If only I had a quarter for every time I heard the dietary supplement industry being compared to “the wild wild west,” or that the dietary supplement industry is “unregulated”… 

The reality all of us in the dietary supplement industry must face is yet another cliche: “perception is reality.” What consumers perceive to be the truth is what we are up against, and the burden we must bear to right the wrongs of previous industry misdeeds. As previously reported, the Federal Trade Commission (FTC) has been clamping down on companies and their claims, releasing the new landmark Health Product Compliance Guidance in Dec 2022.  The FTC has been investigating social media companies for allowing paid advertising of misleading health products, and in April 2023, nearly 700 FTC warning letters were sent to some of the world’s leading health and wellness brands. Companies have been put on notice ‘that they should avoid deceiving consumers with advertisements that make product claims that cannot be backed up or substantiated.’

And consumers are savvier than ever about substantiated claims.  According to a newly released study from the University of California San Diego (UCSD), “Those who saw the bottles carrying the additional ‘clinically proven’ claim had approximately two-fold greater odds of being ‘Likely to purchase,’ relative to those who saw the bottles that only carried the ‘reduces stress’ claim.” The survey also showed that having aclinically proven” claim increased consumers’ willingness to pay more for a product. Trust is key for consumers, and verifiable claims are soon becoming the norm. The study also highlights the importance of monitoring and anticipating evolving requirements from retailers and regulators regarding the appropriate substantiation required in order to make strong label claims. 

However, it’s not just brands that need to be committed to this mission. Retailers play a critical role in fostering consumer trust and confidence in the industry. From a brand, retailer, and even regulatory perspective, we fall short when it comes to being proactive to change the unfortunate narrative that has continued to plague our industry. 

The Food and Drug Administration (FDA) doesn’t approve dietary supplements. Unlike pharmaceuticals, which need FDA approval, the FDA is not authorized to approve dietary supplements for safety and effectiveness. However, the FDA can take legal action against any adulterated or misbranded dietary supplement in the marketplace.  Yet, most consumers don’t know this. In a retail environment where dietary supplement sales are driven by 5-star customer reviews, this quote from Arthur Schopenhauer is relevant, “he who writes for fools always finds a large public“. Customer reviews are meaningless when it comes to dietary supplement safety, quality and effectiveness. 

Instead, consumers would be best served seeking out dietary supplements that are 3rd party lab tested, with clinically substantiated structure/function claims. Moreover, retailers could and should serve as a community platform in which to protect, educate and empower.  If they took their role as the consumer gatekeeper and protector, they would reserve shelf space for brands that are clinically proven and lab-tested for safety, purity and potency.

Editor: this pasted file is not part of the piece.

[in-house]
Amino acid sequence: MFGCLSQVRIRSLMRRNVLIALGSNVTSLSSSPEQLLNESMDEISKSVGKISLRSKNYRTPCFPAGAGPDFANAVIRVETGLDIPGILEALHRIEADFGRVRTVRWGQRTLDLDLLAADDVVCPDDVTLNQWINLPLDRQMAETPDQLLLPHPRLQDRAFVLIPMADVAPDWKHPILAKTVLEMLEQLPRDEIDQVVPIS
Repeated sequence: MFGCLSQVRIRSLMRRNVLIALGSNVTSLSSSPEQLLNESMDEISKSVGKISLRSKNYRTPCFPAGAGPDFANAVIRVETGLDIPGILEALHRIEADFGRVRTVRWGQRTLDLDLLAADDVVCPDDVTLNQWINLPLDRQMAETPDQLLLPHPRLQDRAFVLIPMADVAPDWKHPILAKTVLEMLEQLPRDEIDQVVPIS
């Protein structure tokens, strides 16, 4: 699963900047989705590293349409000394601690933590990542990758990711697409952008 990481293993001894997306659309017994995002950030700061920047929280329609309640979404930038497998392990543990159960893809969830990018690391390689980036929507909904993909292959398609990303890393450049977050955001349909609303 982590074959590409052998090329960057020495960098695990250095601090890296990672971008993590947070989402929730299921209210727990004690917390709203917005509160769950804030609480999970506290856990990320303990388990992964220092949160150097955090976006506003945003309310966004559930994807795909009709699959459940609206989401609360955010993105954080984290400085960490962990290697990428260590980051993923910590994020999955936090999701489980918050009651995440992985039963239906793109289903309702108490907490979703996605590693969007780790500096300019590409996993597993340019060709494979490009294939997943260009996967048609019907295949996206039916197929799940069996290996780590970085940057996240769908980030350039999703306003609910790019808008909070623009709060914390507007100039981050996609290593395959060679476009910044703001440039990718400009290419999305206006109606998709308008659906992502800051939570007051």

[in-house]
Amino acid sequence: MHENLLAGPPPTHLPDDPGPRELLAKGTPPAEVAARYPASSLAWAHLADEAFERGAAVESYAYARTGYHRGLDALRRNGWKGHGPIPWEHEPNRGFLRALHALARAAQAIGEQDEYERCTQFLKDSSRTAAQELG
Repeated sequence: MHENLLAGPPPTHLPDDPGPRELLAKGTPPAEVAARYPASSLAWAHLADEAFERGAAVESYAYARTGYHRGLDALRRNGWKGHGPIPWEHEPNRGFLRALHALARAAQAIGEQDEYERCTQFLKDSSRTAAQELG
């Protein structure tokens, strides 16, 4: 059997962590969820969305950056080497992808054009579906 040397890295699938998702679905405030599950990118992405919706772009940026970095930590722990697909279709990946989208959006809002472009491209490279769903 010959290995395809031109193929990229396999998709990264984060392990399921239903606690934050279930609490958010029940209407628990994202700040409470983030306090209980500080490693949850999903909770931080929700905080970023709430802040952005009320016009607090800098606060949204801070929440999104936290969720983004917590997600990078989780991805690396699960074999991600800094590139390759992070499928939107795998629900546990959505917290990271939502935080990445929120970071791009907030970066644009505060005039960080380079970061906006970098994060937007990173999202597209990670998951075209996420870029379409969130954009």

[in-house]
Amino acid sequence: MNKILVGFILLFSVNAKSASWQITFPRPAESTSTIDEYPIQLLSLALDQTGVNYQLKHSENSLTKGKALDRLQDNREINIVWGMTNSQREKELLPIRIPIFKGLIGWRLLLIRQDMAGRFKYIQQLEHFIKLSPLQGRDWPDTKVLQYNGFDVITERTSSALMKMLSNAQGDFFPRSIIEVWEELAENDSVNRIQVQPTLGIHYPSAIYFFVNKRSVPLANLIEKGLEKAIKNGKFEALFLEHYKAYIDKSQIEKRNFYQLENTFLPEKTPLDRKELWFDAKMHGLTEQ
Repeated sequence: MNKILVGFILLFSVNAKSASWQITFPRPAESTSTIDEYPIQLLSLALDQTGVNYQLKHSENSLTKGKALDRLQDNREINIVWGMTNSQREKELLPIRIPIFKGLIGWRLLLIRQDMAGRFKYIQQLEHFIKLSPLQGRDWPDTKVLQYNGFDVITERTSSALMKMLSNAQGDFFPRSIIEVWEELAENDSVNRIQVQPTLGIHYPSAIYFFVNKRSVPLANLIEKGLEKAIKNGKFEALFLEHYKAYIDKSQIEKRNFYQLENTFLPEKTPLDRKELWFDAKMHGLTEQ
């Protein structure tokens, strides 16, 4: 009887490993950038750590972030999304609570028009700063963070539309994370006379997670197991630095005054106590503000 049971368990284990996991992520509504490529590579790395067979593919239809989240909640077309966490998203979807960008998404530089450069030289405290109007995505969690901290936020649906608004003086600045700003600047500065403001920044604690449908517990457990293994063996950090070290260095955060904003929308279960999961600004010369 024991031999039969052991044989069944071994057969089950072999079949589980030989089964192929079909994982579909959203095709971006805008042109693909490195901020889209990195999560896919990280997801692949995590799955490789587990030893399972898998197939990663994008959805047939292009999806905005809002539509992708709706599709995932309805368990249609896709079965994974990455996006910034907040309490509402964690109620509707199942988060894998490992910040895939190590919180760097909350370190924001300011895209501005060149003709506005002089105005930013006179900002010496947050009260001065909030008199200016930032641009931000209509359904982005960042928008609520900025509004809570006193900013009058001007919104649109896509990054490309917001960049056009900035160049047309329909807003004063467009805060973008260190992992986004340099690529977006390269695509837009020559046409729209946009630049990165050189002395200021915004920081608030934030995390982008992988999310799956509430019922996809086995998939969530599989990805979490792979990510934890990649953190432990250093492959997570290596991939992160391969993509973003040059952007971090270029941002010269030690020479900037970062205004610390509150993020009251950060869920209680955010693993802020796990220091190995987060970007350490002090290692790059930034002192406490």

The FDA’s Office of Dietary Supplements (ODS) has compiled resources for consumers, including what they consider to be “important information about how to evaluate information on the internet, where to find supplement safety alerts and advisories, and how to report adverse events.” However, the ODS misses this educational opportunity to mention that the FDA regulates both finished dietary supplement products and dietary ingredients under a different set of regulations than those covering “conventional” foods and drug products. 

The FDA can and does inspect manufacturing and packaging facilities for compliance, as well as monitoring adverse event reports. Dietary supplement companies must ensure their products are safe and comply with labeling and quality requirements, such as current Good Manufacturing Practices (cGMP).  These regulatory consumer assets and talking points can also go in the retailer toolbox when it comes to educating and empowering consumers with more information.   

As an industry, it is critical that we all galvanize behind those in the regulatory and consumer safety sectors. Reputationally and regulatorily, we have the responsibility to know what “competent and reliable scientific evidence” means, and perhaps more importantly, how to utilize it in every step of product development – from ideation and developing accurate claims to then enforcing them from supply chain to shelf. 

The supplement industry needs to hold each other accountable. One way to achieve this would be to involve retailers by suggesting that they require that brands provide substantiation for any and all dietary supplement marketing claims. 

In sum, here are 4 ways retailers can help consumers:
  1. Be actively involved in educating consumers about the tactics of bad actors
  2. Help the regulatory agencies understand some of our own hurdles and associated costs
  3. Report scammers, bad actors, and fraudulent products
  4. Work collectively to call for and enact gold standard clinical trials that ensure retailers get quality, effective, and safe products on their shelves.

It’s time we (the royal we: all with a vested interest in the continued success and integrity of this industry) applied gold standards to our testing and trials and take action to build consumer trust with substantiated claims. 

Did you like it?
Share it with friends!